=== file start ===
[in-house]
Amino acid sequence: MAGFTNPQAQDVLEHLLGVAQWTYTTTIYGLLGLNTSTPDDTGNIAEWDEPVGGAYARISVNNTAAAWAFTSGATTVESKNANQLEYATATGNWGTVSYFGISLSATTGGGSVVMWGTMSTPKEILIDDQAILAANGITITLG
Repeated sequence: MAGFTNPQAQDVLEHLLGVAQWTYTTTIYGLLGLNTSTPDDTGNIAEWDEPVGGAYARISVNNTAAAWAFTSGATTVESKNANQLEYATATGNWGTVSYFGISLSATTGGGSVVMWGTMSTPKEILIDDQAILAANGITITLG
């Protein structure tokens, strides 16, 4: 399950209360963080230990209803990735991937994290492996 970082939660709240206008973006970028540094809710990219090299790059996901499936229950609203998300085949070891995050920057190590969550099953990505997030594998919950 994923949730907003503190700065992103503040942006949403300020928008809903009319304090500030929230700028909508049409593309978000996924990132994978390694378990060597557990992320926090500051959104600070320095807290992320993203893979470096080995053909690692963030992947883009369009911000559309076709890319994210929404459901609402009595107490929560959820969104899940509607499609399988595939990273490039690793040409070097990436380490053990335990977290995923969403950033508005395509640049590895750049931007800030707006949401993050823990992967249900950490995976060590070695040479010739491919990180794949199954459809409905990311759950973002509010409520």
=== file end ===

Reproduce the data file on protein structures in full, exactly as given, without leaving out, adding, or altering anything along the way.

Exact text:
[in-house]
Amino acid sequence: MAGFTNPQAQDVLEHLLGVAQWTYTTTIYGLLGLNTSTPDDTGNIAEWDEPVGGAYARISVNNTAAAWAFTSGATTVESKNANQLEYATATGNWGTVSYFGISLSATTGGGSVVMWGTMSTPKEILIDDQAILAANGITITLG
Repeated sequence: MAGFTNPQAQDVLEHLLGVAQWTYTTTIYGLLGLNTSTPDDTGNIAEWDEPVGGAYARISVNNTAAAWAFTSGATTVESKNANQLEYATATGNWGTVSYFGISLSATTGGGSVVMWGTMSTPKEILIDDQAILAANGITITLG
């Protein structure tokens, strides 16, 4: 399950209360963080230990209803990735991937994290492996 970082939660709240206008973006970028540094809710990219090299790059996901499936229950609203998300085949070891995050920057190590969550099953990505997030594998919950 994923949730907003503190700065992103503040942006949403300020928008809903009319304090500030929230700028909508049409593309978000996924990132994978390694378990060597557990992320926090500051959104600070320095807290992320993203893979470096080995053909690692963030992947883009369009911000559309076709890319994210929404459901609402009595107490929560959820969104899940509607499609399988595939990273490039690793040409070097990436380490053990335990977290995923969403950033508005395509640049590895750049931007800030707006949401993050823990992967249900950490995976060590070695040479010739491919990180794949199954459809409905990311759950973002509010409520």